Monday Musings: June 29, 2020

Jun 29, 2020

   |  

Public Trust Credit Team
Share on twitter
Share on linkedin
Share on facebook
Share on email

Houses are selling, but companies are not as COVID comes back into the foreground

Existing home sales in the U.S. recorded their largest increase on record with a shocking 44.3% gain, blowing away all economists’ estimates. Home sales increased on the back of lower interest rates and reopenings across the country, providing positive sentiment amid a tumultuous market by showing that some economic bright spots were beginning to appear. Coupled with the Markit Flash PMIs last week, there are visible signs that the U.S. economy has seen some meaningful impact from the reopening as services and manufacturing move closer and closer to the expansionary “50-level.” 
 
Things are not as rosy in the M&A market, though. In Q2, the global M&A market had only $199 billion of transactions, the weakest quarter since 1998. So far this year, $87 billion in deals have been abandoned, sent to court, or delayed because of the uncertainty COVID-19 has thrown into companies’ outlooks and the stock market. According to Bloomberg, the deal market has slowed by more than 70% in the U.S. and 55% globally. While economic data appears more encouraging than the M&A market, the rise in COVID-19 cases across the country has halted investors risk-on sentiment. Texas and Florida have had to reclose bars due to the sharp uptick in cases while California issued mandatory bar closures for seven counties, and the E.U. is planning a travel ban for the U.S. New cases recently surpassed the last peak recorded in April and do not seem to be slowing down. It certainly appears that COVID-19 is making its way back to the front of investors’ minds as they try to grapple with increasing cases but also gradually better economic data.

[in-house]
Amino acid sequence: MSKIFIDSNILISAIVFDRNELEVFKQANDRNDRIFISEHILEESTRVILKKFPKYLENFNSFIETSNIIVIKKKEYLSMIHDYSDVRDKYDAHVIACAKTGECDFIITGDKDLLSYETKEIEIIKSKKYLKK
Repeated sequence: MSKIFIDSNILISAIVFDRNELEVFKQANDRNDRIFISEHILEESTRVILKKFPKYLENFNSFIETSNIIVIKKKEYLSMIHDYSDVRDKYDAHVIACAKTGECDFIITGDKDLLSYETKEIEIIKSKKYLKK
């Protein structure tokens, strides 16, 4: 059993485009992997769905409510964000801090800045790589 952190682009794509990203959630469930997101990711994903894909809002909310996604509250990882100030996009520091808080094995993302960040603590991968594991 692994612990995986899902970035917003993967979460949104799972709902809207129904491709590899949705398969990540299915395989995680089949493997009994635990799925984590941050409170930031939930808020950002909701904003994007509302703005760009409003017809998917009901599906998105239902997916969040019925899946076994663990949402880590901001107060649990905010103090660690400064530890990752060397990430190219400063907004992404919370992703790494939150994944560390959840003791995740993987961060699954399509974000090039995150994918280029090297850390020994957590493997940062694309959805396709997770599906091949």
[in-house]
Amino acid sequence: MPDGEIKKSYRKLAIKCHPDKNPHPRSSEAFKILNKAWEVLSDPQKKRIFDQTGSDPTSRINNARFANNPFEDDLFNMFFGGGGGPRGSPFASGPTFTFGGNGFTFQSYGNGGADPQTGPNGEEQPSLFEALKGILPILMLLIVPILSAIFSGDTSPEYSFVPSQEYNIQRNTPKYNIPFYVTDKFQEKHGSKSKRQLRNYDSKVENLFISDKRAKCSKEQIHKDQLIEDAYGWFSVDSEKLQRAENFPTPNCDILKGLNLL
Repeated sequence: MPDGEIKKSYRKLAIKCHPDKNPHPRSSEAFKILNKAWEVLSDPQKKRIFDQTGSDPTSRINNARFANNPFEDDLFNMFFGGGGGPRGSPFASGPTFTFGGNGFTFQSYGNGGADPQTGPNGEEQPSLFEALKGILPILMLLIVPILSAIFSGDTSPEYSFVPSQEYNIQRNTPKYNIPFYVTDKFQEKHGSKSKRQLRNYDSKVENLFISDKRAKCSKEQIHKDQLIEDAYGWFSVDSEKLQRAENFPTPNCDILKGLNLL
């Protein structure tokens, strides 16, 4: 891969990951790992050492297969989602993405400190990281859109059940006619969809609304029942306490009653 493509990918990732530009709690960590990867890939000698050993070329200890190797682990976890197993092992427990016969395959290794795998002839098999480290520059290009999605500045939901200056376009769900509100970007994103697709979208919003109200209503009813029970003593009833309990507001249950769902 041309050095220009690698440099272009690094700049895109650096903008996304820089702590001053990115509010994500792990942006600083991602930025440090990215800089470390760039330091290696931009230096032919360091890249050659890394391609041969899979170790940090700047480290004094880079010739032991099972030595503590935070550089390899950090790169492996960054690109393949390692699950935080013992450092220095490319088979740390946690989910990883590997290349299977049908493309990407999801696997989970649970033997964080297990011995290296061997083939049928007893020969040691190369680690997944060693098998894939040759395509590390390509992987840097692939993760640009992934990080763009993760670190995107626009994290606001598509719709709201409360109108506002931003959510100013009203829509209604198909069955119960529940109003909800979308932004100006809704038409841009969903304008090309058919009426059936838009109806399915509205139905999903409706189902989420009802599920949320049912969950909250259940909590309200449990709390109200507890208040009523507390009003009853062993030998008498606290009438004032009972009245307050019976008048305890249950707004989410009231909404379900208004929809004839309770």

Lack of transparent deferral data makes quantifying consumer risk difficult for lenders